November 5, 2015 3:35 PM EST

A new study, published Thursday in the journal Social Psychological and Personality Science, found that the old adage that people over 30 are happier than teenagers and young adults may no longer be true.

Looking at data from the 1970s through the present, the authors of the study found that until recently, adults over age 30 reported being happier than did young adults and teens. But “adolescents in recent years were happier than adolescents in previous decades,” the authors write. As a result, the gap has closed between the two groups’ self-reported happiness levels. All the data analyzed by the researchers was self-reported by the study participants.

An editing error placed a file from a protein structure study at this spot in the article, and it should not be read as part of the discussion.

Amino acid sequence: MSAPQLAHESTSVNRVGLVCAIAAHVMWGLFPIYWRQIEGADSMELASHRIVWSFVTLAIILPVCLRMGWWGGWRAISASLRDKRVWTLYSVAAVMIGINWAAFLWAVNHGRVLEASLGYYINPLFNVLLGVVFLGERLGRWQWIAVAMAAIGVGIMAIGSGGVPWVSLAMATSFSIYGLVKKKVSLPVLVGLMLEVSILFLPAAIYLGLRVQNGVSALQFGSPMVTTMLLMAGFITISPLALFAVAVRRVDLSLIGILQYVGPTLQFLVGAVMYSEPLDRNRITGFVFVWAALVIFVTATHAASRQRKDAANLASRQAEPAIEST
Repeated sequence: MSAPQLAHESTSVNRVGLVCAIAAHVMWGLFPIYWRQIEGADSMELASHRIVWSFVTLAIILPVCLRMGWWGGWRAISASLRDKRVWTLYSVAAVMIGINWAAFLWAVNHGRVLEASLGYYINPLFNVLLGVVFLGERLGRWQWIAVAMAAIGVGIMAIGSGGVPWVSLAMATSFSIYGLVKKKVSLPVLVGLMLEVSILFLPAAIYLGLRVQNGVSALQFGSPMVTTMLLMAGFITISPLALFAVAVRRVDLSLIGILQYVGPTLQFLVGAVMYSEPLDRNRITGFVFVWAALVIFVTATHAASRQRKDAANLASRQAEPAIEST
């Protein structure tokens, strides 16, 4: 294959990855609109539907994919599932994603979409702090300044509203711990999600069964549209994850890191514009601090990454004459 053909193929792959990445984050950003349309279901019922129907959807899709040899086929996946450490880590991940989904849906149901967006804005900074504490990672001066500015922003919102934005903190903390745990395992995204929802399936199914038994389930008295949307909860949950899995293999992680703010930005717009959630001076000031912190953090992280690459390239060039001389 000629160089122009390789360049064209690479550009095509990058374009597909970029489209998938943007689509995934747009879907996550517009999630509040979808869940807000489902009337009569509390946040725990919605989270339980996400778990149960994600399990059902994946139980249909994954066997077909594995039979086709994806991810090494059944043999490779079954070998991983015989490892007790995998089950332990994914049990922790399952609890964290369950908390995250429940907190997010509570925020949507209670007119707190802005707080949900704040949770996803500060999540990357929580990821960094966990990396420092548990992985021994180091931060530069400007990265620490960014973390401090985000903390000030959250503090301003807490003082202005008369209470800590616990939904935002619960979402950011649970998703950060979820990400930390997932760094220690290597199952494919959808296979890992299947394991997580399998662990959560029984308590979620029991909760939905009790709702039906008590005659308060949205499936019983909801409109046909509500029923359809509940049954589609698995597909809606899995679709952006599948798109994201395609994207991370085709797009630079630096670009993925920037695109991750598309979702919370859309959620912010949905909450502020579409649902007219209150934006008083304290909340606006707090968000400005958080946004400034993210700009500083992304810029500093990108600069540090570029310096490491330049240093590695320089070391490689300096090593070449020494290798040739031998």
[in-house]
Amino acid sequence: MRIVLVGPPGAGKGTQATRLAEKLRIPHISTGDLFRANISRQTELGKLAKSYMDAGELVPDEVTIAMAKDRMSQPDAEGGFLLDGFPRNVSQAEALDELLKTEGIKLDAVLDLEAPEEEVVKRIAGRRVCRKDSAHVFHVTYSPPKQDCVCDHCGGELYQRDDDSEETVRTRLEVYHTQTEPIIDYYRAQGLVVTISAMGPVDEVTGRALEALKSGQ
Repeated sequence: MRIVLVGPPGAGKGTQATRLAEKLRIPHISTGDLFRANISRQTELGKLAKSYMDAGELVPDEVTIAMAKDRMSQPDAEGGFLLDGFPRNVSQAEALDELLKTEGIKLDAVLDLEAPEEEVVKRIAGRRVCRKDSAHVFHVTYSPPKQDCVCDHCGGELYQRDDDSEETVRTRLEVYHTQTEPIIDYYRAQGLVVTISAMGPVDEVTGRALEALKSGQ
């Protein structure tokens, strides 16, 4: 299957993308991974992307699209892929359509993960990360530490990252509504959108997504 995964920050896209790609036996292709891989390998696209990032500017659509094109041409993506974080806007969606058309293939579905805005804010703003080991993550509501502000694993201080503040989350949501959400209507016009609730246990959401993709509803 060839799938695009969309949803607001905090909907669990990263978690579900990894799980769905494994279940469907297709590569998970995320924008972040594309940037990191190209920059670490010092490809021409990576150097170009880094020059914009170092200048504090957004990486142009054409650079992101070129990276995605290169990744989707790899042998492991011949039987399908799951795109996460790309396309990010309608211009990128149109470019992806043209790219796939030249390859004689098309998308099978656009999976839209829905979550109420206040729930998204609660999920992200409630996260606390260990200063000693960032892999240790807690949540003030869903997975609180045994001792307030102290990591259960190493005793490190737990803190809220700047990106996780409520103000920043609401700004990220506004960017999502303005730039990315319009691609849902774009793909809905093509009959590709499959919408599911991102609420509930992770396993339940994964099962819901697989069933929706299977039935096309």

The study authors propose some reasons this could be the case: “Cultural shifts toward individualism may favor adolescence, a time of self-focus… The weakening of social ties (such as the lower marriage rate), economic circumstances such as the Great Recession, and growing income inequality may also have a larger impact on adults than on adolescents.”

Still, one in three American adults reported being “very happy.”

Write to Tessa Berenson at tessa.berenson@time.com.

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